Re: [v6ops] Operational Implications of IPv6 Packets with Extension Headers - Load Balancer

Nick Hilliard <nick@foobar.org> Wed, 29 July 2020 20:46 UTC

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To: Tom Herbert <tom@herbertland.com>
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From: Nick Hilliard <nick@foobar.org>
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Subject: Re: [v6ops] Operational Implications of IPv6 Packets with Extension Headers - Load Balancer
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Tom Herbert wrote on 29/07/2020 17:37:
> I agree with that and I do appreciate that section 3 of the draft
> describes several of the mitigations to make EH processing more
> palatable like the provision of RFC8200 that allows nodes to ignore
> HBH and the limits in RFC8504. It might be helpful in the draft to
> mention the relevant mitigations when discussing specific reasons for
> drops. For instance, if DOS is being discussed then RFC8504 should be
> mentioned in reference since the one purpose of limits on number of
> options is to mitigate DOS attacks (i.e. without limits an attacker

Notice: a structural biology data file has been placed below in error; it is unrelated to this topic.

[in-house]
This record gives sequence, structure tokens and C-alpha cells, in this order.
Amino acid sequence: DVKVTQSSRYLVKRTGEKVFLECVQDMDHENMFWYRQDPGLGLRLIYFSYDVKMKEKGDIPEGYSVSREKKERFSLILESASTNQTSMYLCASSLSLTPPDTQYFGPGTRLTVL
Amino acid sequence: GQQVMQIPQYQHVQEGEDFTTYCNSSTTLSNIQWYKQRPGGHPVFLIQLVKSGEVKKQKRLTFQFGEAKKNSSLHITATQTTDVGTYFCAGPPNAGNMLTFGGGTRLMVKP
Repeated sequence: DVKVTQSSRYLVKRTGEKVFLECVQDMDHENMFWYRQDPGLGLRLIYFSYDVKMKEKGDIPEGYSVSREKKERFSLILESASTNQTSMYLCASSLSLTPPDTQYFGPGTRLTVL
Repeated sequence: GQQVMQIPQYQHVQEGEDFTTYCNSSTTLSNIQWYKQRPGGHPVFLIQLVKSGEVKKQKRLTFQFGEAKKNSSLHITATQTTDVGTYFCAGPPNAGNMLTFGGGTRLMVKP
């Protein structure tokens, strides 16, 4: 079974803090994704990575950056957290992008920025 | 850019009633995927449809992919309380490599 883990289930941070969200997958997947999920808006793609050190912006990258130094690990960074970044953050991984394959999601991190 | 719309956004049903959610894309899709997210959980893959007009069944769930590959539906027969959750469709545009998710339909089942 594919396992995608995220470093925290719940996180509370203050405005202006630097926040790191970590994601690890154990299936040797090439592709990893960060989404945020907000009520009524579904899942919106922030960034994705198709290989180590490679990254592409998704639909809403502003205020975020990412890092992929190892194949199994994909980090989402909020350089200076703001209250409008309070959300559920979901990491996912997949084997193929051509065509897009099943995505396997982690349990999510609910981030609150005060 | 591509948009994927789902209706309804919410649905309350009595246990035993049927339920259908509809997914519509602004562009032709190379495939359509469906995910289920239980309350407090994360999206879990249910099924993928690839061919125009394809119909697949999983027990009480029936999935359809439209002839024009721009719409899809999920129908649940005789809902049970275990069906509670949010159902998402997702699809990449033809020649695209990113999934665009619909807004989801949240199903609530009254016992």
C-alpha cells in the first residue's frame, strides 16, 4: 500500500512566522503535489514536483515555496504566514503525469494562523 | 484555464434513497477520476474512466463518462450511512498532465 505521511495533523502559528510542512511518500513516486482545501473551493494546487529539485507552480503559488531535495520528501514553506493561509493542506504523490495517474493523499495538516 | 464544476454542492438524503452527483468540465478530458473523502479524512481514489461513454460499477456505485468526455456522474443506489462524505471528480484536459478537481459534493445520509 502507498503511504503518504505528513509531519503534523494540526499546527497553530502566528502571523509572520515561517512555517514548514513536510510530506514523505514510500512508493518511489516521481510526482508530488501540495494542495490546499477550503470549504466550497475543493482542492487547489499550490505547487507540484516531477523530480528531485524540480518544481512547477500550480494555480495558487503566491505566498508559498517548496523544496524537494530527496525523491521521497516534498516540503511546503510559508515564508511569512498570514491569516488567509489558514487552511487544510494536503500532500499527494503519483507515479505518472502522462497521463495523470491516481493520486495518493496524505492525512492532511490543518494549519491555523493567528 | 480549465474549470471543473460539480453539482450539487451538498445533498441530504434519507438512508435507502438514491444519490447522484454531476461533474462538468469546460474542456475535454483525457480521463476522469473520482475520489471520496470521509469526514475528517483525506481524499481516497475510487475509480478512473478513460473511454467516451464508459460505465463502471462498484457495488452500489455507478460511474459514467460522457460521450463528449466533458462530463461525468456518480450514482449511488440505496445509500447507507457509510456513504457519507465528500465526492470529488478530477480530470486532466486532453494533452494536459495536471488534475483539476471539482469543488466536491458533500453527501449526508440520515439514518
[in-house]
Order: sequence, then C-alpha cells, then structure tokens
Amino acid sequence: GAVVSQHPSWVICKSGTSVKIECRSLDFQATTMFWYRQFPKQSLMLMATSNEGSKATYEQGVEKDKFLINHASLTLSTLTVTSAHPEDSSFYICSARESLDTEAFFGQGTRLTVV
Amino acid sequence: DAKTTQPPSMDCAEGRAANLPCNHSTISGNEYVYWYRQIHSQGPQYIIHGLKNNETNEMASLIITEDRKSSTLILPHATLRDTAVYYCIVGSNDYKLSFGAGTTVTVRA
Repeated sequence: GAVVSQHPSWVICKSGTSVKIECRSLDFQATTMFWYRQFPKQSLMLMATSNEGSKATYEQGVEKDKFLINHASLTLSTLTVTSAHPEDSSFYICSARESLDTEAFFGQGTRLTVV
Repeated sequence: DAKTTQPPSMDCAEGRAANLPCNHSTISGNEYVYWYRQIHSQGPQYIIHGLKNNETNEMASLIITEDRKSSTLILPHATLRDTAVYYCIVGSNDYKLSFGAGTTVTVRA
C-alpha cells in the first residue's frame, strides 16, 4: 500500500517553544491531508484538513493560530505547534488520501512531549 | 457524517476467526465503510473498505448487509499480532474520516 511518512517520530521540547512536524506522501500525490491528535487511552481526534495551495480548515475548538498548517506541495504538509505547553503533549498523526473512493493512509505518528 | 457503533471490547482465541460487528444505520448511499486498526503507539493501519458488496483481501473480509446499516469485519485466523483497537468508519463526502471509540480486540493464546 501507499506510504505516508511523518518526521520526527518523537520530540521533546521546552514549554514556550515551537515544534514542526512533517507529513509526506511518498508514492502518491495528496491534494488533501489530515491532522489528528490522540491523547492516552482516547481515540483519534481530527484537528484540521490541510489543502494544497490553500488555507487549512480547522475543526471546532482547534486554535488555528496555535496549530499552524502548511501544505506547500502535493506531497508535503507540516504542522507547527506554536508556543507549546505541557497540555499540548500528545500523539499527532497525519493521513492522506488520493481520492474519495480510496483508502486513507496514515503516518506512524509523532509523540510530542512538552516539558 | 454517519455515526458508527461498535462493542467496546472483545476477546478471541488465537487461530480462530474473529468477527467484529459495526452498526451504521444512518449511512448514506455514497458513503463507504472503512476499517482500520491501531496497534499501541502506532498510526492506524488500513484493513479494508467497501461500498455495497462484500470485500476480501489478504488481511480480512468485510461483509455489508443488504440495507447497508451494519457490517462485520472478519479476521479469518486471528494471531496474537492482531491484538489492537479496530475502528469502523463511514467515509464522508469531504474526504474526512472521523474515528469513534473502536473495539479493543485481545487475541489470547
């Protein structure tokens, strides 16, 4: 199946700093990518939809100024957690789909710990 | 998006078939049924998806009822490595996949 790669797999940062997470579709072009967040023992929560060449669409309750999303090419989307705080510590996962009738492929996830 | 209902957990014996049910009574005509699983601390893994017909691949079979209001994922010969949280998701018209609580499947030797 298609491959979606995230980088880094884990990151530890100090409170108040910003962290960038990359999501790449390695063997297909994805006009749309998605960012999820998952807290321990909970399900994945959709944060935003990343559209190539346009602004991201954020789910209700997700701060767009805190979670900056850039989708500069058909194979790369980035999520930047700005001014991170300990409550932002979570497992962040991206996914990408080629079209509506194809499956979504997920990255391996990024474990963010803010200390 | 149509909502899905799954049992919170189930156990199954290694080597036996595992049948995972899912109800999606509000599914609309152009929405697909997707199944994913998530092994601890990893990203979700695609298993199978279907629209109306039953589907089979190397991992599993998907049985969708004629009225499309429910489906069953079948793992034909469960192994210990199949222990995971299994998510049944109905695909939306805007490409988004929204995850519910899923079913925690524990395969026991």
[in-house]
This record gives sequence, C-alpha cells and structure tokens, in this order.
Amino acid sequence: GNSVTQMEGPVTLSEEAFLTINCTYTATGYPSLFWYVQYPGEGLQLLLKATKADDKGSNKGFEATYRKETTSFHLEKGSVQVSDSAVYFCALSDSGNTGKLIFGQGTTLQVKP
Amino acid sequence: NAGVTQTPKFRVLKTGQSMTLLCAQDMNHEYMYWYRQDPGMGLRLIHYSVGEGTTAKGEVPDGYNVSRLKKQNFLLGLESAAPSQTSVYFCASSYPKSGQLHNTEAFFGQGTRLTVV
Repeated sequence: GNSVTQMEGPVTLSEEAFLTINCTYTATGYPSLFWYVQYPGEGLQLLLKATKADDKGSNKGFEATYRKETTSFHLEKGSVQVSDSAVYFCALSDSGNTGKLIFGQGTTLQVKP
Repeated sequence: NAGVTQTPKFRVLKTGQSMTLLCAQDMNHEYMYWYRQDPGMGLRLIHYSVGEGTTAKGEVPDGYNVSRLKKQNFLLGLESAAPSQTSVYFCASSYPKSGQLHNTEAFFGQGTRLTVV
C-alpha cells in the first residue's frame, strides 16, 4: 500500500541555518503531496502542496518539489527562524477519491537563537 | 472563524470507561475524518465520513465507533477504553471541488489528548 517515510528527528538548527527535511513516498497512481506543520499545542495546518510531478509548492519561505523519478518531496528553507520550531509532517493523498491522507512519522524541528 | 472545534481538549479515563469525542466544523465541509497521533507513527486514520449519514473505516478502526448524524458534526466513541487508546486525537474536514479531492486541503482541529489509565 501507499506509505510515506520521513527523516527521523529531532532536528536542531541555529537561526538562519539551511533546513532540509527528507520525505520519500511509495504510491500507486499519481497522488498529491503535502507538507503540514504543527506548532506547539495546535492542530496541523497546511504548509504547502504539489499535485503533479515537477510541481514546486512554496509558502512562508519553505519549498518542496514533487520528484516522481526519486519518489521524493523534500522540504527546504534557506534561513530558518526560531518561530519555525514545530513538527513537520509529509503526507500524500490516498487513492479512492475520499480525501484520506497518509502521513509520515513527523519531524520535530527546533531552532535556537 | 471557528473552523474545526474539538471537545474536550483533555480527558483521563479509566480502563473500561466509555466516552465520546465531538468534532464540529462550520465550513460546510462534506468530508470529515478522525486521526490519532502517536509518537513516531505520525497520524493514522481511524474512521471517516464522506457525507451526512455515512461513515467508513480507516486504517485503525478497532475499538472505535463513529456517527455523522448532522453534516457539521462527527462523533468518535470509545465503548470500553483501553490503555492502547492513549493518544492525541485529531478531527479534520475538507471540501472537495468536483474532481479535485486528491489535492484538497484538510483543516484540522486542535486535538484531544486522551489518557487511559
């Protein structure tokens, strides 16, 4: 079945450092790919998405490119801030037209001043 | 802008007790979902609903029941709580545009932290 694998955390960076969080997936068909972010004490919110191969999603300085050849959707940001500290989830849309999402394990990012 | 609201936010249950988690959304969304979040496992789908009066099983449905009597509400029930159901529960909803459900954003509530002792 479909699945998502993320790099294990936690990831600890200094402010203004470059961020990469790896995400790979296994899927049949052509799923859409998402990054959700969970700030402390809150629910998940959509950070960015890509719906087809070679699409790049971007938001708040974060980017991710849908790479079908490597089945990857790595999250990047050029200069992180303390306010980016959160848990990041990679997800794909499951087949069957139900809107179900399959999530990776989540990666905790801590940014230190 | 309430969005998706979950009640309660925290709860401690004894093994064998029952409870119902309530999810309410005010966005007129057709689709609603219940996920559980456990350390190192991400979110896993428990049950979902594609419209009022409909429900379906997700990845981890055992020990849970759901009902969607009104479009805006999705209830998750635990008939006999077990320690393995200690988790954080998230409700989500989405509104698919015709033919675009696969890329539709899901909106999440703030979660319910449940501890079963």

> could fill an MTU with 100s of unknown HBH options that an
> implementation, SW or HW, will choke on it).

there are often no mitigations as limits are often related to hardware.

> Another area that should be elaborated here, or maybe necessitates a
> separate document, is the parsing buffer problem described in section
> 5.1.1 by "If an IPv6 header chain is sufficiently long that its header
> exceeds the packet look-up capacity of the router, then it may be
> dropped due to hardware inability to determine how it should be
> handled.". I believe this is a real problem, but it's never been
> quantified. For instance, when a host creates a packet how can it > possibly guess than some router in the path will drop the packet
> because the header chain is too long (not just IPv6 header chain by
> the way, but really all headers a node needs to process which can
> include transport or even transport payload).

First, only SRv6 proposes to add EHs and I think we're all familiar with 
the difficulties that were outlined in that discussion.

So in the general case, it's up to the host to decide how many EHs to 
attach to a packet.  Obviously as there's no EH negotiation mechanism, 
there's no way for a host to know what will work and what won't, and 
even if there were, intermediate paths change so what might work on 
setup might not work later on.  We have the same problem with MTUs.

There are some limits already defined in IETF standards track documents 
(e.g. that you can have no more than a single packet with EHs attached), 
but real life limits are much lower.

It may be useful for a future document to quantify the problem.  This 
aim of this document is to state that there's a problem.

Nick